Certain conditions, such as ulcerative colitis and familial adenomatous polyposis, require the removal of the colon and the rectum. After having this procedure, you will need a new way to eliminate waste known as an “ostomy.” Several different ostomy options are available, each with different advantages and disadvantages.
In a conventional ostomy procedure, your surgeon will connect your small intestine to a stoma, which is a small opening in the wall of your abdomen. With this type of ostomy, your waste will flow into an external collection bag through this opening.
This procedure can allow you to eliminate waste successfully, but it also has some disadvantages. Some of these disadvantages include:
Dietary changes may be necessary
Food blockage, leakage and other complications may occur
External bag must be worn continuously
No ability to control elimination, as waste flows continuously
Another option available to patients who need an ostomy is the ileoanal J-pouch. If you opt for this procedure, your surgeon will create a small reservoir using a portion of your small intestine. This reservoir is connected to your anal canal. This procedure allows you to have more control over your bowel movements, and you won’t need an external collection bag. However, you will still experience disadvantages with this option. Some of the disadvantages of the J-pouch include:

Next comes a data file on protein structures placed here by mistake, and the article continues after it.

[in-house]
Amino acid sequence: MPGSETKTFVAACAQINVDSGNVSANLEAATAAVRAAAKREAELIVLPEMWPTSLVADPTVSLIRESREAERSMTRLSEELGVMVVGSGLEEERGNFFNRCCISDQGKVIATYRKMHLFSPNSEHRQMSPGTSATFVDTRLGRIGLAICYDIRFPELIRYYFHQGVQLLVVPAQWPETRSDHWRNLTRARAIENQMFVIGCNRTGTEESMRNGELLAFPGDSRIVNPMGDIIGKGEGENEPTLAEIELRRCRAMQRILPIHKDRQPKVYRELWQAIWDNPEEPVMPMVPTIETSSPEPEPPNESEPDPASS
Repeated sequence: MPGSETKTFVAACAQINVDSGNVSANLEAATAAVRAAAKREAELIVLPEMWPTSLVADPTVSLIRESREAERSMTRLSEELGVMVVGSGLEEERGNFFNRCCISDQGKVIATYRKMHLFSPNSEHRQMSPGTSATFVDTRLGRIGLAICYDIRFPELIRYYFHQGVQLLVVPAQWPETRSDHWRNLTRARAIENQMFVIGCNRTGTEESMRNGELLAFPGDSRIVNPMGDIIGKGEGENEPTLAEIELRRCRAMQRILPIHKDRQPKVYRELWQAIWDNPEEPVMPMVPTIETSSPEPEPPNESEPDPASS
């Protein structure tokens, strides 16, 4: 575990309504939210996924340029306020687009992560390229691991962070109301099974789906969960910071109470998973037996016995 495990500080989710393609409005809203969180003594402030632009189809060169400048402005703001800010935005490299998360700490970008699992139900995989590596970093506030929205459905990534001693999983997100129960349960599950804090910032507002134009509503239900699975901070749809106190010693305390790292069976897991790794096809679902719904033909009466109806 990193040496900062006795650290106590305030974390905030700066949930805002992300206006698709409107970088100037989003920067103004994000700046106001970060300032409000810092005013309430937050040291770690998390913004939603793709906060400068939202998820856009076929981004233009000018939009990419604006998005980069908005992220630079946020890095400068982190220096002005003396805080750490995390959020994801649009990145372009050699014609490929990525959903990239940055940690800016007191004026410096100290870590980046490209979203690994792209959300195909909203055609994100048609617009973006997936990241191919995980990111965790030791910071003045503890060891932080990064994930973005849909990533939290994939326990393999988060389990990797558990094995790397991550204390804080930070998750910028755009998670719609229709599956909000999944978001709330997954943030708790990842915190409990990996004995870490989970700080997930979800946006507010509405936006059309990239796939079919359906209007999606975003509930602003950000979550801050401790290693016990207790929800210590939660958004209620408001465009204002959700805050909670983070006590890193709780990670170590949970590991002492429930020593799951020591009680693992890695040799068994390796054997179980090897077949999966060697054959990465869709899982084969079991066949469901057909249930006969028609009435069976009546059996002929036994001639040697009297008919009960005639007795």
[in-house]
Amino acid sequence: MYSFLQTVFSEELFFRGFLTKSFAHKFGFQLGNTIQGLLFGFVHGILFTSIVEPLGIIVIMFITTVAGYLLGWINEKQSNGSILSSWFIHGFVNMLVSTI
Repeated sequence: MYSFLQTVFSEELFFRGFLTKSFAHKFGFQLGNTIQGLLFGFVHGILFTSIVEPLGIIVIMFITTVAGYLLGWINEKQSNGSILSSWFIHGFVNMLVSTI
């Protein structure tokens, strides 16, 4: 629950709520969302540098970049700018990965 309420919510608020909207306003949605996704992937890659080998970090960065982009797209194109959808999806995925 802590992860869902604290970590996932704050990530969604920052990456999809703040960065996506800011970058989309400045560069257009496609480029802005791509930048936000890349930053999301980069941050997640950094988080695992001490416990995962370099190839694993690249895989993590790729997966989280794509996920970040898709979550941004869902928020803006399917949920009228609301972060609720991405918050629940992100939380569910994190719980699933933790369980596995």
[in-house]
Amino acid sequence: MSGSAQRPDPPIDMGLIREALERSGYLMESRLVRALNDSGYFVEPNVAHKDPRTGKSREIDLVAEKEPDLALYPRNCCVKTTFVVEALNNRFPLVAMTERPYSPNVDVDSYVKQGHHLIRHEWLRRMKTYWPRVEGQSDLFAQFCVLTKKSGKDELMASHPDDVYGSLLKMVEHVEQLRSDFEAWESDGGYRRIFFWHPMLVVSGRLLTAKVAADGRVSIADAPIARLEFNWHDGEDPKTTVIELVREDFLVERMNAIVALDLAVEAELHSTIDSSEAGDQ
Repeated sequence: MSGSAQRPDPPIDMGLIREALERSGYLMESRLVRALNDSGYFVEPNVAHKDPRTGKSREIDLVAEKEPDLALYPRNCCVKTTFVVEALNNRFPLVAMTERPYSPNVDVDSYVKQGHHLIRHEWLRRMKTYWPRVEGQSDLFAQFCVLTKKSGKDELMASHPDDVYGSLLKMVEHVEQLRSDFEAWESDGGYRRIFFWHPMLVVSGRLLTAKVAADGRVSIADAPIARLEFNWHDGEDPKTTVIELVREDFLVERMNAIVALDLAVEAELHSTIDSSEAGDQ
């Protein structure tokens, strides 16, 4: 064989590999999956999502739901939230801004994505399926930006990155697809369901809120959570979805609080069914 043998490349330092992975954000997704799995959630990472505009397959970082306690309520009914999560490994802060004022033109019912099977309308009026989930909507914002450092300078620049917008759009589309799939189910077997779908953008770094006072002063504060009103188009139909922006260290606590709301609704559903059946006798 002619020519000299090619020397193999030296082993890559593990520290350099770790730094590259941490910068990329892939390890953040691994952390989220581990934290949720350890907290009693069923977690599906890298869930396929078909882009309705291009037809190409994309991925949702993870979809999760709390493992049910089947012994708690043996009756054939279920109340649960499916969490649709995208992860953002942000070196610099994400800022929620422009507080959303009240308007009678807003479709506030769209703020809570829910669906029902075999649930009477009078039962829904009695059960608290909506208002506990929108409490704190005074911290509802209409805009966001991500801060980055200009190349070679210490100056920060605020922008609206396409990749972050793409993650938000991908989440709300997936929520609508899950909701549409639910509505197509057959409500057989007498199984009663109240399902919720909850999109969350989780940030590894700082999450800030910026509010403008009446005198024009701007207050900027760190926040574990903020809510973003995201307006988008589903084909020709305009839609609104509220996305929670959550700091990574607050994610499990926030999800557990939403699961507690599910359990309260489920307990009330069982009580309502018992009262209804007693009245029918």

Pain and irritation
Need to have a bowel movement quickly after feeling the urge
Several stools every day
The Barnett Continent Intestinal Reservoir, or BCIR, is another option available for patients who need an ostomy. If you choose this procedure, your surgeon will create an internal reservoir using a portion of your small intestine. He or she will also create a nipple valve and connect it to a stoma in your lower abdomen. You will use this valve to release waste through the stoma.
The BCIR offers several advantages over other procedures. With a BCIR, you won’t need to wear an external collection bag. Instead, you will release waste from the reservoir when it is convenient for you using a small catheter. Most patients have to empty the reservoir three to five times each day. The valve seals itself when it isn’t in use, so you won’t have to worry about the leakage of waste or gas.
If you are in need of an ostomy, the best thing you can do is consult an experienced surgeon. To learn more about the advantages of the BCIR, please contact Dr. Don Schiller.